Доступ предоставлен для: Guest
Портал Begell Электронная Бибилиотека e-Книги Журналы Справочники и Сборники статей Коллекции
Critical Reviews™ in Immunology
Импакт фактор: 1.404 5-летний Импакт фактор: 3.347 SJR: 0.706 SNIP: 0.55 CiteScore™: 2.19

ISSN Печать: 1040-8401
ISSN Онлайн: 2162-6472

Выпуски:
Том 40, 2020 Том 39, 2019 Том 38, 2018 Том 37, 2017 Том 36, 2016 Том 35, 2015 Том 34, 2014 Том 33, 2013 Том 32, 2012 Том 31, 2011 Том 30, 2010 Том 29, 2009 Том 28, 2008 Том 27, 2007 Том 26, 2006 Том 25, 2005 Том 24, 2004 Том 23, 2003 Том 22, 2002 Том 21, 2001 Том 20, 2000 Том 19, 1999 Том 18, 1998 Том 17, 1997 Том 16, 1996 Том 15, 1995 Том 14, 1994

Critical Reviews™ in Immunology

DOI: 10.1615/CritRevImmunol.v18.i5.30
pages 449-484

DNA Vaccines

Wayne C. Lai
Laboratory of Molecular Pathology, Department of Pathology, University of Texas Southwestern Medical Center at Dallas, Dallas, Texas 75235
Michael Bennett
Laboratory of Molecular Pathology, Department of Pathology, University of Texas Southwestern Medical Center at Dallas, Dallas, Texas 75235

Краткое описание

DNA vaccination against infectious diseases has created a new field of applied molecular immunology. cDNAs for 'protective' protein epitopes can be inserted into vectors containing strong mammalian promoters for high expression. Here we discuss the mechanisms of DNA vaccination and the successful and sometimes unsuccessful applications of DNA vaccination to protect animals against many different viral, bacterial mycoplasmal, protozoal, and worm infections or infestations. DNA immunization has been used to prevent or inhibit tumor development and to inhibit IgE responses by diverting the immune response from Th2 to Th1 helper cell dominance. Advantages and disadvantages of a variety of routes of administration and methods of immunization discussed include the use of the 'gene gun', the delivery of genes by aerosols, and deliberate induction of injury to muscles prior to injection of DNA to enhance gene expression. Vaccination performed using DNA without knowing beforehand the protective epitopes, using 'expression library immunization', is discussed. While this field is bound to expand rapidly for future clinical applications, we try to point out potential pitfalls as well as advantages of this relatively new technology.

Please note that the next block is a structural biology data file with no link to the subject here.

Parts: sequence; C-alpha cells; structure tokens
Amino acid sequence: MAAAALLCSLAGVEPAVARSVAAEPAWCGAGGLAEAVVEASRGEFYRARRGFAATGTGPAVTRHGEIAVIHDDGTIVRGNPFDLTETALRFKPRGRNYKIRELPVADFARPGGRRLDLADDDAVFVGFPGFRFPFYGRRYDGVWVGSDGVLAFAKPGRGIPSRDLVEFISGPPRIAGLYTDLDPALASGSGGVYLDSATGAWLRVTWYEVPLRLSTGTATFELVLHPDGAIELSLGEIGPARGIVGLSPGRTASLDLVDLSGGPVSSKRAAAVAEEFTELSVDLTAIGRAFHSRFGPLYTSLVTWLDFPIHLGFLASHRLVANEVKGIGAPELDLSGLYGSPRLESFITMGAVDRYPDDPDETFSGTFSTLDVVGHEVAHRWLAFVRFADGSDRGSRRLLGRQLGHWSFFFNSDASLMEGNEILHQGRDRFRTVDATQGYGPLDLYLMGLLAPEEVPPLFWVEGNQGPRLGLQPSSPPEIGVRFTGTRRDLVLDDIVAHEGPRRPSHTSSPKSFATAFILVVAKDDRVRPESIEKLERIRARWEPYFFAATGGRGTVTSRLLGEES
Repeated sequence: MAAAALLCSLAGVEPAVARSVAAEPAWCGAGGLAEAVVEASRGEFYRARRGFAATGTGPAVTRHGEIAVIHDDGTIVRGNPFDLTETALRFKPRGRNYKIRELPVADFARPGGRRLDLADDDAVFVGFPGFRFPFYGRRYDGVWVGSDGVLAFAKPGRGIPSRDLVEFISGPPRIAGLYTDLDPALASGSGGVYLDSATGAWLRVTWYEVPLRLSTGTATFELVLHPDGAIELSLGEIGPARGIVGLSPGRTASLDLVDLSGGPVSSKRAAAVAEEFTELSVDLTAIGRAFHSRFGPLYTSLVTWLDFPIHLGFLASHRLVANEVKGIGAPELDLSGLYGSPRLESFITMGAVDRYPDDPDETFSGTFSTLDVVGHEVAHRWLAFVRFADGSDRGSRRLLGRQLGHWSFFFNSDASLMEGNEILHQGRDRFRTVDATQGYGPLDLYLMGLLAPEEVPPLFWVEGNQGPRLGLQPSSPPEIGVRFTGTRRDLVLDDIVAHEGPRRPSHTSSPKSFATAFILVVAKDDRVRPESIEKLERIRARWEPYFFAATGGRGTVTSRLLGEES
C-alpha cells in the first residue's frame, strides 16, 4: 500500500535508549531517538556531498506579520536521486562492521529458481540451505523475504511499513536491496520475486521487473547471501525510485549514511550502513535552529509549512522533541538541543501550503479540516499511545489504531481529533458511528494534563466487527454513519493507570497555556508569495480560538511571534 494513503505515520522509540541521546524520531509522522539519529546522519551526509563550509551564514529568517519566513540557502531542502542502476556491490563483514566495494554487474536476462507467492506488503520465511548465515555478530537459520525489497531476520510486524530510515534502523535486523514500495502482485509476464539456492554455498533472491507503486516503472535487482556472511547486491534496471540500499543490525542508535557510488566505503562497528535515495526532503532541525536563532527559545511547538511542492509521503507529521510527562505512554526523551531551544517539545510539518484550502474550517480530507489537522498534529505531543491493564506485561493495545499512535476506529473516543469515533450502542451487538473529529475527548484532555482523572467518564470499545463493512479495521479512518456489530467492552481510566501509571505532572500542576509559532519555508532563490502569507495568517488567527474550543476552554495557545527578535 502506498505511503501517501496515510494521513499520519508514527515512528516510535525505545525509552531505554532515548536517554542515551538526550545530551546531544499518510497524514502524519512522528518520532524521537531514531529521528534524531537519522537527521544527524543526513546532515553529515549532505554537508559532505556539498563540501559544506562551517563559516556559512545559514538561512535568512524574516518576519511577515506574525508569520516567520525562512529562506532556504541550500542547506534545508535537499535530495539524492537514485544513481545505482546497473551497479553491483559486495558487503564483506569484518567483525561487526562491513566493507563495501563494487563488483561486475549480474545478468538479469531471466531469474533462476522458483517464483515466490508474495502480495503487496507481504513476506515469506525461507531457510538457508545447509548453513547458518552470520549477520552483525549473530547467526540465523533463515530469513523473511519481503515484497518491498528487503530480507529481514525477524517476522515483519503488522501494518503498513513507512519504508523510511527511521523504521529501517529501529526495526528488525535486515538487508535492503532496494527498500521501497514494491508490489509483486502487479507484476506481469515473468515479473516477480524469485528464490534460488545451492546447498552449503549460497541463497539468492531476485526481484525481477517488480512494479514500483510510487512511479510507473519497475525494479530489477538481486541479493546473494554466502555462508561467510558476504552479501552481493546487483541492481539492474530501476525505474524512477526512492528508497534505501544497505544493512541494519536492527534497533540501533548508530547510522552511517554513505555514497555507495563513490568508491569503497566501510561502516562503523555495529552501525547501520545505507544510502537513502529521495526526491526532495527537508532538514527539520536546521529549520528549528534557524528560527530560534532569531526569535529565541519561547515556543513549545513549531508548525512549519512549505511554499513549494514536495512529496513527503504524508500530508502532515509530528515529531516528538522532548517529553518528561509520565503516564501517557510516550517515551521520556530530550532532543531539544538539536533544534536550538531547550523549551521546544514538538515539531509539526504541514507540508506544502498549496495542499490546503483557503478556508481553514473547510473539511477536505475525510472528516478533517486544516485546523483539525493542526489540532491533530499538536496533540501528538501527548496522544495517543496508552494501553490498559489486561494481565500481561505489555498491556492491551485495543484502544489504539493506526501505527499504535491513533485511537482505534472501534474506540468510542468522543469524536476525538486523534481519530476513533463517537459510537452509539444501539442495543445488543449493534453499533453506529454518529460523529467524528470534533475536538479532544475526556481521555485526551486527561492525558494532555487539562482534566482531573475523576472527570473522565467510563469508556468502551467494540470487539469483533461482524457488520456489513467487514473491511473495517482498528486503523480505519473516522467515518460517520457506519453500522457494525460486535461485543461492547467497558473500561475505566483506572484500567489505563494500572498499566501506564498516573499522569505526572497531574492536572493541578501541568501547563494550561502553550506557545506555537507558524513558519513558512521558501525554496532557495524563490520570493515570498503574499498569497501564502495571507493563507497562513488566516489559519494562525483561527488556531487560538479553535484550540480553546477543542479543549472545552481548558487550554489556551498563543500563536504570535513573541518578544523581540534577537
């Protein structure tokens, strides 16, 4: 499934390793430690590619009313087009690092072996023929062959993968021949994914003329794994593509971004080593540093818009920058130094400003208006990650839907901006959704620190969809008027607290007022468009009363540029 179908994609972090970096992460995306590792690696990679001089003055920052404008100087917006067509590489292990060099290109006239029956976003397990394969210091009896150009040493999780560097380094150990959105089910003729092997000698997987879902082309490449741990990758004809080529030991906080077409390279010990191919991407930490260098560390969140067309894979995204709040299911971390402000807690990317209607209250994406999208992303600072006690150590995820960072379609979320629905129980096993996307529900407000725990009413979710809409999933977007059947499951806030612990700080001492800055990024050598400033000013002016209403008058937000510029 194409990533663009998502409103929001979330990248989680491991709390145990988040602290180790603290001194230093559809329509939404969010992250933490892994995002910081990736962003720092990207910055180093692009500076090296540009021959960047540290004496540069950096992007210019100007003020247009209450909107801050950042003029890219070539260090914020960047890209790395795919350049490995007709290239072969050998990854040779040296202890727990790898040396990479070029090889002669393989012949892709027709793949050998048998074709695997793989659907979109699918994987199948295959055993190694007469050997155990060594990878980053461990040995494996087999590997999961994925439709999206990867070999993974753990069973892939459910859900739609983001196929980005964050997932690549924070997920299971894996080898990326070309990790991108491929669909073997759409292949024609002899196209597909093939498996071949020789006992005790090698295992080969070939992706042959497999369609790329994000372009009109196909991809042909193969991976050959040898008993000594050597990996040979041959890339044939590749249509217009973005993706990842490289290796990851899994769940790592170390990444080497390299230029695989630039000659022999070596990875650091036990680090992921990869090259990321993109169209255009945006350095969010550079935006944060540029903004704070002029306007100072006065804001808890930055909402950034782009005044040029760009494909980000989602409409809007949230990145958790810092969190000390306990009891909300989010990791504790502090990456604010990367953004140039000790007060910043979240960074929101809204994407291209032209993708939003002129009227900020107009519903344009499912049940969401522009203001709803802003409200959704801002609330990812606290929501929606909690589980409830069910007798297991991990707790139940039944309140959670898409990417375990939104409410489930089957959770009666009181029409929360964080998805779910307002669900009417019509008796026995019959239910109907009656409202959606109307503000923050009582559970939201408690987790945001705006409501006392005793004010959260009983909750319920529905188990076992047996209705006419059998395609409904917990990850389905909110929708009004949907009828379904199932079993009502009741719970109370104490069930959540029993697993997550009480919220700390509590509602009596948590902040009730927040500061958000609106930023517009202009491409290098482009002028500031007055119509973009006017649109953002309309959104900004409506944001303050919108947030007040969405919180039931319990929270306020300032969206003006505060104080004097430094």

Articles with similar content:

Glycosylated Cationic Liposomes for Cell-Selective Gene Delivery
Critical Reviews™ in Therapeutic Drug Carrier Systems, Vol.19, 2002, issue 2
Junzo Nakamura, Mitsuru Hashida, Koyo Nishida, Fumiyoshi Yamashita
Direct Current Helium Plasma for In vivo Delivery of Plasmid DNA Encoding Erythropoietin to Murine Skin
Plasma Medicine, Vol.7, 2017, issue 3
Richard J. Connolly, Mark J. Jaroszeski, Andrew Hoff, Reginald Atkins, Taryn Harvey-Chapman
Targeted Gene Delivery: A Two-Pronged Approach
Critical Reviews™ in Therapeutic Drug Carrier Systems, Vol.17, 2000, issue 4
Austin Bailey, Sean M. Sullivan, Khursheed Anwer
Mucosal Immunization: A Review of Strategies and Challenges
Critical Reviews™ in Therapeutic Drug Carrier Systems, Vol.31, 2014, issue 4
Mohan N. Rathi, Hinal Patel, Chetan Yewale, Ambikanandan Misra
Novel Strategies Using DNA for the Induction of Mucosal Immunity
Critical Reviews™ in Immunology, Vol.19, 1999, issue 4
Heather L. Davis, Michael J. McCluskie